Some thoughts on developer documentation I’ve shared in recent interviews: We need more narrative example cases in our docsets, because so many docs poorly serve onboarding developers.
The core problem: Every developer brings random assumptions and past issues to new API experiences. If you don’t help onboarding devs learn how to conceptualize your system, they’ll burn from the cognitive friction of trying to apply their assumptions to your reality.
And yes, with enough brute force, you can smash a square peg into a round hole. But you’ll get more adoption—and with more positive energy—if you say “hey fellow developer, we use round holes here.”
How I tackle this problem: I find educational opportunities through some detailed or obscure use cases. The basic framework:
* Come up with a unusual use case that has around 5 steps. That’s enough to show how to frame the way different calls or components interact, any complexities in fields submitted or consumed, or other side considerations without turning the doc into a novel.
* Consider the audience as being on the more inexperienced end of the spectrum. Don’t get into explaining college clas fundamentations, but beyond that don’t assume knowledge. If your audience is more specific than “anyone who might get hired to write code for a client,” use that as your experience metric and still target the inexperienced end.
* When describing each step, write a little about the thought process. Link them together as a single coherent narrative. Be to the point—these aren’t recipe blogs—but put a little more effort than having each step amount to “Then call the getStuff method.”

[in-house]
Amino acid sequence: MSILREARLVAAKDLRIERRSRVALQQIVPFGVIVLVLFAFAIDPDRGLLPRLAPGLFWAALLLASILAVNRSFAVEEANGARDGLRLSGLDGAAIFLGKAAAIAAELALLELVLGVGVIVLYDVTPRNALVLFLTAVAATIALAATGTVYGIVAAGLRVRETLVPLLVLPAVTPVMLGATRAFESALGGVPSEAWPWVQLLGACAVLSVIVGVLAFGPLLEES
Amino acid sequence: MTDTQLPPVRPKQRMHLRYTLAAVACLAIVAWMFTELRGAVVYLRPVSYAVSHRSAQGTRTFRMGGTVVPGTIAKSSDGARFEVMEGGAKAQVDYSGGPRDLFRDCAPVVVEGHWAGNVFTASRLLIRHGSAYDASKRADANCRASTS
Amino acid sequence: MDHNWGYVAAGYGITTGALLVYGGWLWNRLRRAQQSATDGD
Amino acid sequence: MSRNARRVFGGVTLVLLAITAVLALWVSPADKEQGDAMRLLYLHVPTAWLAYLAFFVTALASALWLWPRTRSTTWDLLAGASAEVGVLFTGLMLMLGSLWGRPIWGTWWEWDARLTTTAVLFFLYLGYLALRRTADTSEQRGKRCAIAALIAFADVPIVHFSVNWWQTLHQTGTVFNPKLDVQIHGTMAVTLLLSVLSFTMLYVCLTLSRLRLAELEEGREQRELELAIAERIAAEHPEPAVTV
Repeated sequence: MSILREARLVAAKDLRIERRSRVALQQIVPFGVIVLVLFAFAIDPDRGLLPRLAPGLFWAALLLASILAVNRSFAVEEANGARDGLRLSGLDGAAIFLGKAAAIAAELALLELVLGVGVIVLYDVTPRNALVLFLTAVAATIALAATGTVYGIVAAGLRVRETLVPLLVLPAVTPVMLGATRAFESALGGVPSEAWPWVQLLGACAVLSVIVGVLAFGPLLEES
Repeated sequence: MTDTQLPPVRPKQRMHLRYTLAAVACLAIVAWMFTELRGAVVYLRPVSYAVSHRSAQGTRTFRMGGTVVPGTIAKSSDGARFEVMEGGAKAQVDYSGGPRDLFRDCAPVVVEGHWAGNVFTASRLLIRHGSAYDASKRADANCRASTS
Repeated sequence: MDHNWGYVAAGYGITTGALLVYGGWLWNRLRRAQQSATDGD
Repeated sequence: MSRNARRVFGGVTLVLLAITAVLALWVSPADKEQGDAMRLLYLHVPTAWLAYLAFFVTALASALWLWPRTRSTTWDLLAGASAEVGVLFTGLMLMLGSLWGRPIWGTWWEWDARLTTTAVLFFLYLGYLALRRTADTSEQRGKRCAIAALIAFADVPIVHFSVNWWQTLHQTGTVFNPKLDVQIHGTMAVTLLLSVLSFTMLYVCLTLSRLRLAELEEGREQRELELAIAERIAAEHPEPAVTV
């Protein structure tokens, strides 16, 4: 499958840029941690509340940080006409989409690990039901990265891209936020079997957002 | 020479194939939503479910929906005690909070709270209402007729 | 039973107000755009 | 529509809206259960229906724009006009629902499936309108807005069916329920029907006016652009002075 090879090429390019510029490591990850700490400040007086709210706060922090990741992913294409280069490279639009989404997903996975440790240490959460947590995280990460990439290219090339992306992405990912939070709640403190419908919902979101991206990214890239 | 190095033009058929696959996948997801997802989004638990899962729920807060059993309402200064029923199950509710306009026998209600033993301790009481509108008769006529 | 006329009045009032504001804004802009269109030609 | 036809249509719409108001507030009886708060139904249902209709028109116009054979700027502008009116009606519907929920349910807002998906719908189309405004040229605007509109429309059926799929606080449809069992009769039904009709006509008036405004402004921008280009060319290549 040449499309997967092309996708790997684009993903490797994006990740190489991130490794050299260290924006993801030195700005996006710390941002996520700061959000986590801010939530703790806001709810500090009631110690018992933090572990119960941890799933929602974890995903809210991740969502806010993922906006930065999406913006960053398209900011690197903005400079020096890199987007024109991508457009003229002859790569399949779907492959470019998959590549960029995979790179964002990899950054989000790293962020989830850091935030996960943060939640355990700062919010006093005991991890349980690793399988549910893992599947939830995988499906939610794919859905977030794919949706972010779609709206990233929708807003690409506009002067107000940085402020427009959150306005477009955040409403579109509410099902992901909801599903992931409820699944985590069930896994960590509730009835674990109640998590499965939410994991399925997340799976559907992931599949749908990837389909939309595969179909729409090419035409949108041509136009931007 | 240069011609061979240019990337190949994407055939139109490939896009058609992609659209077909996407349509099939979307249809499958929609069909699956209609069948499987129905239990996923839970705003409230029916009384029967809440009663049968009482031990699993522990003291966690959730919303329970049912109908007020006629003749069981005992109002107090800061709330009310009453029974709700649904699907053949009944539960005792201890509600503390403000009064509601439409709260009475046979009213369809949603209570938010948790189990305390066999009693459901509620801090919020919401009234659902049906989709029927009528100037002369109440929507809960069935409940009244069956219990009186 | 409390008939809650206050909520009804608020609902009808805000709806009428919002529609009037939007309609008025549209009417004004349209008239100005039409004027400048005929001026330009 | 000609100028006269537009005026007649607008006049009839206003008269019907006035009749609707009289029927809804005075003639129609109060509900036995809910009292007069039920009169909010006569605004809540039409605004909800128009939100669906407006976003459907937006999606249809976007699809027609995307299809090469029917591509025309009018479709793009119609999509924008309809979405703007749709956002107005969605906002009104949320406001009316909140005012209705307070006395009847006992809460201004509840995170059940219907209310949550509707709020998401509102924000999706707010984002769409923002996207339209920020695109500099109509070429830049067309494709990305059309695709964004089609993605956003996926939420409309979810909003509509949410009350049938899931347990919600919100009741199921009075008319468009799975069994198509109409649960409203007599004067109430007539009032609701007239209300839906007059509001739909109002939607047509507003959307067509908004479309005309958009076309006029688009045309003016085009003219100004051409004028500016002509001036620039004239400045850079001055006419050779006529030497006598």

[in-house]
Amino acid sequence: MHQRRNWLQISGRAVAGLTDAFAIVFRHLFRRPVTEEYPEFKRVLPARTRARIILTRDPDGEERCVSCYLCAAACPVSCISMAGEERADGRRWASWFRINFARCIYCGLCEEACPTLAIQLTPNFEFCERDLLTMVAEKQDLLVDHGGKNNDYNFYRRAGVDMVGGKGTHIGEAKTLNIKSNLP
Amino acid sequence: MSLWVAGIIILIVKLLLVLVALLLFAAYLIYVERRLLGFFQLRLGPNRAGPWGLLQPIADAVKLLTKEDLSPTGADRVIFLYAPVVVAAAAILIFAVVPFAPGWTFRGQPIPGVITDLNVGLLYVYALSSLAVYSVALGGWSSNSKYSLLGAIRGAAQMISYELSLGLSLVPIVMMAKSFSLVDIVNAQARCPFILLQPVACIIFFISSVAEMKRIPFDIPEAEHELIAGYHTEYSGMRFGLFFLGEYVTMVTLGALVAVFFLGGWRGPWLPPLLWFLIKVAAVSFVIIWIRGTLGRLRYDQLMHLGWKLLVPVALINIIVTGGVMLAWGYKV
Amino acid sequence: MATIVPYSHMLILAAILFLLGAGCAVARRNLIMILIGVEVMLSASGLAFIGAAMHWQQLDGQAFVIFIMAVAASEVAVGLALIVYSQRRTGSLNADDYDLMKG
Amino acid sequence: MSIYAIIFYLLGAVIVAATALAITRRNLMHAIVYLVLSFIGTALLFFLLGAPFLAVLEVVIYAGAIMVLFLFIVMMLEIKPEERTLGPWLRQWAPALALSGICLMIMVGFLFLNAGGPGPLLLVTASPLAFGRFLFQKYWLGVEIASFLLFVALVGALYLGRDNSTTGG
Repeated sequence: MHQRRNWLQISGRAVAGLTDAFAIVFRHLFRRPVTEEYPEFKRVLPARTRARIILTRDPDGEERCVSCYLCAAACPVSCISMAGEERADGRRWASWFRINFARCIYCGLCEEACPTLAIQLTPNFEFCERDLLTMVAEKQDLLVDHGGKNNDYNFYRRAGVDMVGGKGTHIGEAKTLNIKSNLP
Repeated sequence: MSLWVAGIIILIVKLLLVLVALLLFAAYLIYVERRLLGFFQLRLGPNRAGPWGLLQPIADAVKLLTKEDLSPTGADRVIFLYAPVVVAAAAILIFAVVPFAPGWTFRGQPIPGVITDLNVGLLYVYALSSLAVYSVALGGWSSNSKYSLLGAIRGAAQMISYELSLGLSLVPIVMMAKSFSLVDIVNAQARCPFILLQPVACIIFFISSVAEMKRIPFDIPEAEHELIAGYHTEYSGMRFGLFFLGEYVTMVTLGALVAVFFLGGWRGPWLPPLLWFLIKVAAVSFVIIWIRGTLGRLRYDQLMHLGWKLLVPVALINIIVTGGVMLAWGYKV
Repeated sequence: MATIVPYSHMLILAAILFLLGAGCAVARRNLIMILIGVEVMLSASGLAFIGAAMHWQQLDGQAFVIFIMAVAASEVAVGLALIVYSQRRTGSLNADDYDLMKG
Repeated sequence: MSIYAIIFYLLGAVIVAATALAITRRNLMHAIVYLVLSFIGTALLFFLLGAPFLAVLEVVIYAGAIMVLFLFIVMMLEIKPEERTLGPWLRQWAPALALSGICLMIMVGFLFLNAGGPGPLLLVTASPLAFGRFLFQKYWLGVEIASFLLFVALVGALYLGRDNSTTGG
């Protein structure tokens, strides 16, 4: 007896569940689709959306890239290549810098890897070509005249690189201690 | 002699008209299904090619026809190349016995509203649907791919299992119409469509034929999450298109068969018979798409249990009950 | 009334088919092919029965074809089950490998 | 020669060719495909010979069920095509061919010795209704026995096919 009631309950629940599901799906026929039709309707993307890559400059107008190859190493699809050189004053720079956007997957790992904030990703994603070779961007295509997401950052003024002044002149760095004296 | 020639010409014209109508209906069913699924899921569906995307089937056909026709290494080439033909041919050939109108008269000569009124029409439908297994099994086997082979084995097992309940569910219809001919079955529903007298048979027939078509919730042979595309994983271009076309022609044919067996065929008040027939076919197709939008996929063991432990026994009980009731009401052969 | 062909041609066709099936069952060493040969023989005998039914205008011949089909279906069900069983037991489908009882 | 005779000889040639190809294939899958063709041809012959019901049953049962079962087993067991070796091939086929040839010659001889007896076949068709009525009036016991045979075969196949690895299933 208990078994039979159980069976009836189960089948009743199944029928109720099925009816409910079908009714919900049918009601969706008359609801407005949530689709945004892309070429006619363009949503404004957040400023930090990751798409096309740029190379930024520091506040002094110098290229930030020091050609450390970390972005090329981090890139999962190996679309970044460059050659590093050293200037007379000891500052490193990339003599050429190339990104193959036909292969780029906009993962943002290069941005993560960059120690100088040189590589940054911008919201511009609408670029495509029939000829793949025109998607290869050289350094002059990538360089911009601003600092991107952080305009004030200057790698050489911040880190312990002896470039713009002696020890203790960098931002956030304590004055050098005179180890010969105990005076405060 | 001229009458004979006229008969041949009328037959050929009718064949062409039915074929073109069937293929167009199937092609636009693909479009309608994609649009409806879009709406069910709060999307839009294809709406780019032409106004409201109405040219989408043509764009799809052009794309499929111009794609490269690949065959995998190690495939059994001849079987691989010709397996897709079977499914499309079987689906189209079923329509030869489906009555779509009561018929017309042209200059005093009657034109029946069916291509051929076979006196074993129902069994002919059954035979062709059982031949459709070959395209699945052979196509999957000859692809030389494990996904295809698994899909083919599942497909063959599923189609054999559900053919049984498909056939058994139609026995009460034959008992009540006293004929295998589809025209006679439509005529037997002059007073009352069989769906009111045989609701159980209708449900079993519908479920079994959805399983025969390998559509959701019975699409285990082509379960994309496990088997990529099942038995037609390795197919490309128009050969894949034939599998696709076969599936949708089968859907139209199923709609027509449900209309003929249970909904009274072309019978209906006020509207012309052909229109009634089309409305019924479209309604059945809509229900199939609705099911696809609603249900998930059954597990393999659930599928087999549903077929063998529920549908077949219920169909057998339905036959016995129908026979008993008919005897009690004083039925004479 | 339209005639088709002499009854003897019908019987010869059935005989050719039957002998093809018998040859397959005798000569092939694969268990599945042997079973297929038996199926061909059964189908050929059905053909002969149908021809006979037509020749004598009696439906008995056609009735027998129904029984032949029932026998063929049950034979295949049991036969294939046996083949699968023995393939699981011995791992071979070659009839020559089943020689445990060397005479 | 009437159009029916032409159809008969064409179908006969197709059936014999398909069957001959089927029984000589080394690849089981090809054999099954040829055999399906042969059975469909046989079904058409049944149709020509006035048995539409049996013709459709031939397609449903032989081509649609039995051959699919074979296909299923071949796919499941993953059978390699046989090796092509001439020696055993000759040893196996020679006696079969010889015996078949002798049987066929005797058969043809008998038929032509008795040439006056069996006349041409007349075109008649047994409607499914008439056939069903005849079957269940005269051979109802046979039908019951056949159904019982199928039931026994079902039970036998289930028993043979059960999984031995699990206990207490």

* Leave intentional voids for curious devs to explore. That could be a branching error handling, calling and corelating more related data, allowing for UX improvements, etc. Call such topics out as out of scope, and do so knowing some devs will chew on those as thought prompts during coffee breaks, commutes, etc.
* Finally, make the purpose of the article clear: it’s in the spirit of onboarding, not as ready-to-use code. State it out right or let it be implied, depending on your informtion architecture. I mention this last to use everything above as context, but this purpose should be at the top of the document.
That said, this is just one tactic to use. A great dev site also has ready-to-use code for routine operations. A great site contains detailed information for each endpoint, data model, etc. so reference and feature exploration. A great dev site is searchable, but via a search engine and within indiviudal pages. But those features don’t address head-on the needs of onboarding devs to learn what mindset to get into. Narrative example cases do.
To show this idea in action, here’s one of my work samples. It uses a fictional disease analysis product based very loosely on a past project.
Originally published on LinkedIn in April 2023, revised September 2023